Rachelle Biondolillo
4 years ago

Thank you thank you thank you for putting words to my condition… I thought it was just me who got stymied in the mire of (great) information and inspiration that is available to us nowadays. Thus, I sit every weekend at my computer on Pinterest and this blog, but never put much to action. As a youngish first-time home owner and newlywed in 2005, my house flooded in Katrina due to the New Orleans levee failures. I had a few magazines and an architect to start over. No Pinterest at that time. Everything at our fingertips nowadays was non-existent or fledgeling. I didn’t even know my own tastes well. I am very pleased with the living spaces, but my bedrooms are pretty hodge-podge style-wise. I couldn’t accumulate things over time, I had to buy everything, right away. So now I have furniture and curtains, etc, that would cost a lot of money to replace, because I’ve already spent a lot of money. I wouldn’t know where to begin selling things for a good price. Anyway, I’m trying to find ideas to make what I have work better, but nothing is HAPPENING yet, so I really appreciate your understanding, candor, and… Read more »

4 years ago

Thanks Rachelle! I’m sorry about your house!

I agree, the amount of information/inspiration we can get our hands on these days is a blessing, it really is, but it can also be an overload that stunts us. Something I have a hard time with, is I like a LOT of styles. I pin allllll kinds of things but the reality of either how much it would cost (champagne taste, beer budget) or I love it but I don’t necessarily want to live with it OR it’s just not right for my house. My good friends bought a cottage a few years ago and I did a lot of shopping with them and then I started buying all this stuff from flea markets that didn’t really make sense with my style even though I DO love it. It’s confusing. I think I’ve figured out this house/this time in my life though so hopefully things start to speed up!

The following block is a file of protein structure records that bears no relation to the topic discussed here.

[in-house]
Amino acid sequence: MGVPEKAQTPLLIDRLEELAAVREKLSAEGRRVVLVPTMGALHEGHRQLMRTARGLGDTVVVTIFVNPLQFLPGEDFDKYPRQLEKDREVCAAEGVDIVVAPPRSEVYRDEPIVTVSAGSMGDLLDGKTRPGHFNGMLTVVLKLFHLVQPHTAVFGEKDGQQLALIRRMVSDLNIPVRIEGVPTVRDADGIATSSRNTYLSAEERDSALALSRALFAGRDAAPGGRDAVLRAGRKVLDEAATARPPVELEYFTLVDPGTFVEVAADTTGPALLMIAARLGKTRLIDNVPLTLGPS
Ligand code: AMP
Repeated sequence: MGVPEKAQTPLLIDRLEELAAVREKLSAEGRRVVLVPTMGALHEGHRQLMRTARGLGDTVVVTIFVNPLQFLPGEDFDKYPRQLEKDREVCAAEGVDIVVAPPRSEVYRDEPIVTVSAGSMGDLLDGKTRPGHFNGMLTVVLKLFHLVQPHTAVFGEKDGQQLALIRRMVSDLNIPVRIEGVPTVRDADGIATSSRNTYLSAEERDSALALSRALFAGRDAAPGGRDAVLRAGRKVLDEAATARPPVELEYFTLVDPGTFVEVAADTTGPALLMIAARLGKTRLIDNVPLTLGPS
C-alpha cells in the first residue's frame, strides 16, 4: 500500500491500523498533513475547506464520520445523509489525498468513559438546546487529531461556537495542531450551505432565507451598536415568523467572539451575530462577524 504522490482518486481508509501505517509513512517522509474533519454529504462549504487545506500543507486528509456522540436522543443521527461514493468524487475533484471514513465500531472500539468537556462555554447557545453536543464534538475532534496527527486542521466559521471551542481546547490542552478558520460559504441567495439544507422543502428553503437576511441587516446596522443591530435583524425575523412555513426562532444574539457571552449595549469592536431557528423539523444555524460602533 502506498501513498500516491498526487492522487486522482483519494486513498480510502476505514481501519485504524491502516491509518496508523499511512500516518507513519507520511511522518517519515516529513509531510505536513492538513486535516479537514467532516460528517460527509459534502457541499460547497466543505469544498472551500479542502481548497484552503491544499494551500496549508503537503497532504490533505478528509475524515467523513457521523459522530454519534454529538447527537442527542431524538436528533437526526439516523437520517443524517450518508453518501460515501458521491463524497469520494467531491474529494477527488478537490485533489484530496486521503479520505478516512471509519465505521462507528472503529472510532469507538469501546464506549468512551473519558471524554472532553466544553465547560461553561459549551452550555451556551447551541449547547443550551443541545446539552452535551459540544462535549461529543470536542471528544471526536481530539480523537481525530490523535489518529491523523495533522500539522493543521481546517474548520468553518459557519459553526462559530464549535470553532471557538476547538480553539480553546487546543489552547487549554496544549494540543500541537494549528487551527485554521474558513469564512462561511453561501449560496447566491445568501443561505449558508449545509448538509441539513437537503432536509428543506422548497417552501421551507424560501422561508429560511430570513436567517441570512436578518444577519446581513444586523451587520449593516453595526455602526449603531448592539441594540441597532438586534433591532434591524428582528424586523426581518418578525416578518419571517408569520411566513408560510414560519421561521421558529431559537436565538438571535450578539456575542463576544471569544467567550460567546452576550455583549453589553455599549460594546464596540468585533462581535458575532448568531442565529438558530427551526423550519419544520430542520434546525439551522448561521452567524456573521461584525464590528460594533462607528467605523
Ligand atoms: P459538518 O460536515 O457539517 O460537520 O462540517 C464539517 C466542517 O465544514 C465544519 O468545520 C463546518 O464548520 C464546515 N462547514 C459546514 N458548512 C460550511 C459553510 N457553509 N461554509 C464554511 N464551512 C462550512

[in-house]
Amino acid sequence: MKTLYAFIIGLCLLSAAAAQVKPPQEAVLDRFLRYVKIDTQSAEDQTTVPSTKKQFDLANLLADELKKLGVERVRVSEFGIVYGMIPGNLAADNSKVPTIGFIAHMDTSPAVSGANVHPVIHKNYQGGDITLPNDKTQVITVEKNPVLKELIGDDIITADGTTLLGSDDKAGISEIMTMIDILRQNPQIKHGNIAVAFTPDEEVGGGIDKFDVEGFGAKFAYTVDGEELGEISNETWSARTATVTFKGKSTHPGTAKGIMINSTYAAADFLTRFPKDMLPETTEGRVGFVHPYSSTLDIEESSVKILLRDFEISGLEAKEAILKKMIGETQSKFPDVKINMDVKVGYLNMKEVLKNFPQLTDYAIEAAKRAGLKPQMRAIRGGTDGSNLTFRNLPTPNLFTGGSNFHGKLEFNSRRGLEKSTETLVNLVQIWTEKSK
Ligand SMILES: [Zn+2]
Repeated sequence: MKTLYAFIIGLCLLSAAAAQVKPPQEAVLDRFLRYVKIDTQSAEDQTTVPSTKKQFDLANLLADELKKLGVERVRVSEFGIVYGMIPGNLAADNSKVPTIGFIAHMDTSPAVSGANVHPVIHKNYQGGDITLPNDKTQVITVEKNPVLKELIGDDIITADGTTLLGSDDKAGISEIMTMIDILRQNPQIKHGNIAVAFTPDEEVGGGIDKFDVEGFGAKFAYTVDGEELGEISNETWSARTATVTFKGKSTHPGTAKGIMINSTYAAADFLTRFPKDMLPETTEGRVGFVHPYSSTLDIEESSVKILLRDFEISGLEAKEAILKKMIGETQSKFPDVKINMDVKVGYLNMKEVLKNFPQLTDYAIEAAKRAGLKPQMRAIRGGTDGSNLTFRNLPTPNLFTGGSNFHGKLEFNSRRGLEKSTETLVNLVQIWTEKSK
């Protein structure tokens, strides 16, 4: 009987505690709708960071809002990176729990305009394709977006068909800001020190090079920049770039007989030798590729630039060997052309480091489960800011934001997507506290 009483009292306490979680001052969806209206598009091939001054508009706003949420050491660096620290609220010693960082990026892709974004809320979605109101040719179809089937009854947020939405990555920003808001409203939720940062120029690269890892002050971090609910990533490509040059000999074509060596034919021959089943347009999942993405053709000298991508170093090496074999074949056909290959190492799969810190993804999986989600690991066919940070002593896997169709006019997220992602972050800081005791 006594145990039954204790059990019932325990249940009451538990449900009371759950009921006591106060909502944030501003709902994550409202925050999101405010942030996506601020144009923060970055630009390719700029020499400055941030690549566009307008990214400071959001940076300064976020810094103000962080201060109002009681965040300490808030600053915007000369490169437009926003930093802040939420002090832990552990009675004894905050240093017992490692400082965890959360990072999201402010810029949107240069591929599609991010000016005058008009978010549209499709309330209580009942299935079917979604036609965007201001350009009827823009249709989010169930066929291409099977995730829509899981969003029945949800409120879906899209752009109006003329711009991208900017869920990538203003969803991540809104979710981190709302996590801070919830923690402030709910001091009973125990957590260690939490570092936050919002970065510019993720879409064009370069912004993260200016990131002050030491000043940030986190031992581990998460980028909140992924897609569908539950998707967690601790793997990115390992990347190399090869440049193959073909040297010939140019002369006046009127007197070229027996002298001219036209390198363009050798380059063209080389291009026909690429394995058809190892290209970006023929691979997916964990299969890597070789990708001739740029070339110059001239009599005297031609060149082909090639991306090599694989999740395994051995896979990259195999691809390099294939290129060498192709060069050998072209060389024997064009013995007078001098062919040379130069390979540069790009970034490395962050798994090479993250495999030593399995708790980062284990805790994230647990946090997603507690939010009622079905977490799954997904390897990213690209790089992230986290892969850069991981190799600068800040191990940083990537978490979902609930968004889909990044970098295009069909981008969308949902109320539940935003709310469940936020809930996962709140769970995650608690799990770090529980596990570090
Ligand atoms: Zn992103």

4 years ago
Reply to  Emily Bowser

‘too many ways to skin a cat’ is a common saying at our company which i’m sure will offend somebody (although if it doesn’t offend ’emily–professional-cat-lady-bowser’ then I think we are safe). Point is – there are too many ways that a room can look good and it can be paralyzing. We are lucky, but when you have 24 different rug options for your living room and you like ALL of them, it can be so hard to make a decision. Good luck Rachelle 🙂

4 years ago

Those “before” pictures all make me cringe – bravo for seeing the possibilities and sticking with it! I’m excited to see the final design of your bedroom. My heart skipped a bit over the mustard/gold inspiration pic. Have fun in Switzerland!

4 years ago

This is off topic, but I was so interested in this article I went and clicked the first article about all the things that happened after you first bought the property. I read through the comments and saw someone suggest insurance in case of disability, and pregancy was also mentioned. As the comments on the first article are now closed, I wanted to mention to you that here in the US pregnancy is considered an unusual or atypical condition (that’s what the 2 insurance companies I’ve used called it) and you must get that added to a medical insurance policy as a kind of rider. Then, you have to have the pregnancy policy for a certain number of months before you can take full advantage of it (where I live it’s 6mos-1year depending on what medical procedure is being done). Some places I’ve heard it’s basically just 1 month, and CA seems a good candidate for being that place. So, if you haven’t checked, you should do that ASAP. This is not something to stress over or put off cause you’re scared of the answer. Just call the insurance company, ask them if pregnancy is covered in your policy. If… Read more »

4 years ago